Activists, on the other hand, know that Rite Aid senior management/directors have once again been placed in an undesirable spotlight where even more poor decisions from beginning to end in this merger process have been made by them, leaving very unhappy investors in the dust. These activists, if any were to materialize, can start a proxy fight for control of many board seats (should the board refuse to peacefully allow them representation on it) given their newly announced position(s), get the required majority shareholder vote, remove senior management and make the kind of decisions that are finally and mercifully in the shareholder interest. A new board would no longer be representing the personal corporate greed of executives looking to cash out at common shareholder expense. Activists, unlike the current board/senior management, would have had to open up their own wallets, buy common shares, and are now on the same side of the negotiation table as shareholders.
The Correct Activist Steps
A refreshed board and refreshed senior management would decide which of the two regions to keep - either the West or East Coast, the two existing crown jewels of Rite Aid. Select one of them, and sell off the rest of the store base to one or multiple buyers over time and dramatically reduce the unacceptable debt. Presto, Wall Street rewards the company on its dramatically improved creditworthiness, as well as income floating down to the bottom line of the balance sheet, instead of bankers' pockets; and the stock soars. Thereafter, the new Rite Aid works on improving store execution on the piece kept, gain back customers it lost years ago to Walgreens and CVS due to prior chronic mismanagement and wait several years down the road for an offer from an acquirer to purchase this last part retained. The combined value of all pieces would certainly be more than offered by Walgreens today; try a "double-digit" figure many of you here on Seeking Alpha have been fantasizing about for years. Sorry, Rite Aid executives, in this scenario, you will not get your change in control goodies you are currently salivating for with a Walgreens merger, but last I looked, you are working for us, not the other way around.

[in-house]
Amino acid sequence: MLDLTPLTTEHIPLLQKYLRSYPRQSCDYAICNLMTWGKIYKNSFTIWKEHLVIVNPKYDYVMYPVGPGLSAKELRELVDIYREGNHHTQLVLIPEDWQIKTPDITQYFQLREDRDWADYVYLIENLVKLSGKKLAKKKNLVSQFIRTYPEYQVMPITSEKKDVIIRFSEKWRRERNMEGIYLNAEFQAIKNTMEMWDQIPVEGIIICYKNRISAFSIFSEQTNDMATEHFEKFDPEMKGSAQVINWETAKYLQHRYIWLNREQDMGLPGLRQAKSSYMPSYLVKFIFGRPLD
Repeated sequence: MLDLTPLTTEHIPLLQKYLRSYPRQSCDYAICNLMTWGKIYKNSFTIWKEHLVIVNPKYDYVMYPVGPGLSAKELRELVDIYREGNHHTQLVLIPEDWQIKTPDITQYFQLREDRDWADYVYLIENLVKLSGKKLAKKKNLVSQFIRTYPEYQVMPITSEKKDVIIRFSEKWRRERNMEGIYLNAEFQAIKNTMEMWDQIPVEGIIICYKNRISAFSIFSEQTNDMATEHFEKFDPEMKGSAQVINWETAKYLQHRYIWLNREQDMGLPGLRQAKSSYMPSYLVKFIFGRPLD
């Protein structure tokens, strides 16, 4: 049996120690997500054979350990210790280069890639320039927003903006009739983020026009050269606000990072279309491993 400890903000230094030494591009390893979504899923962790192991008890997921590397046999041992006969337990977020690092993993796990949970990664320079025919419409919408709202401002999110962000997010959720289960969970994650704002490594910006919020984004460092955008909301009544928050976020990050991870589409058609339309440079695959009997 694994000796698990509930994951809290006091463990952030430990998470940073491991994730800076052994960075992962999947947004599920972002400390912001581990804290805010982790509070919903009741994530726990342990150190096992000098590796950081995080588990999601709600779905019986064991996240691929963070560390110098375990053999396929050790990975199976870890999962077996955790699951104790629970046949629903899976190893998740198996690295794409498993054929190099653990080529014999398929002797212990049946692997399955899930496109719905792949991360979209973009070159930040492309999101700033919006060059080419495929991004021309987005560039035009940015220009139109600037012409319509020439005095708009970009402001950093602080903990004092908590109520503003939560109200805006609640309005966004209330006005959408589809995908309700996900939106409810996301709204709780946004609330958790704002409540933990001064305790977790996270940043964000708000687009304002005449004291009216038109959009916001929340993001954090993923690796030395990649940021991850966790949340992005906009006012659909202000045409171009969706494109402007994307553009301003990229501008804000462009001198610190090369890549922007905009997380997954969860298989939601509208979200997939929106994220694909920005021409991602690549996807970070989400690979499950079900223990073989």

Seem too easy you say? Maybe, but years of knowing how this company ticks suggests to me that this does not have to be a dream. Not to worry though, because happily, or not for some of you, door number 1 holds the most realistic parting gift for all contestants here. Life is not always fair, directors/senior executives end up working for themselves and not the common shareholder who hires them, and personal greed almost always is the winner. Unless the institutions, holding the majority of shares, put on their big boy pants and see this merger for what it is - namely an inadequate per share price for Rite Aid investors. If given the opportunity to band together to vote "Against" when they receive their proxy material, assuming the FTC has already voted to allow the merger, they could bring Walgreens back to the negotiation table. If the institutions act as usual, wanting to take the money and run, then Rite Aid shareholders will have to be content with $6.50 per share.
Disclosure: I am/we are long RAD.
I wrote this article myself, and it expresses my own opinions. I am not receiving compensation for it (other than from Seeking Alpha). I have no business relationship with any company whose stock is mentioned in this article.
Additional disclosure: Fifteen-year common shareholder, with all profits from this article and long position in Rite Aid (240,000 shares at one point) going to local animal rescue.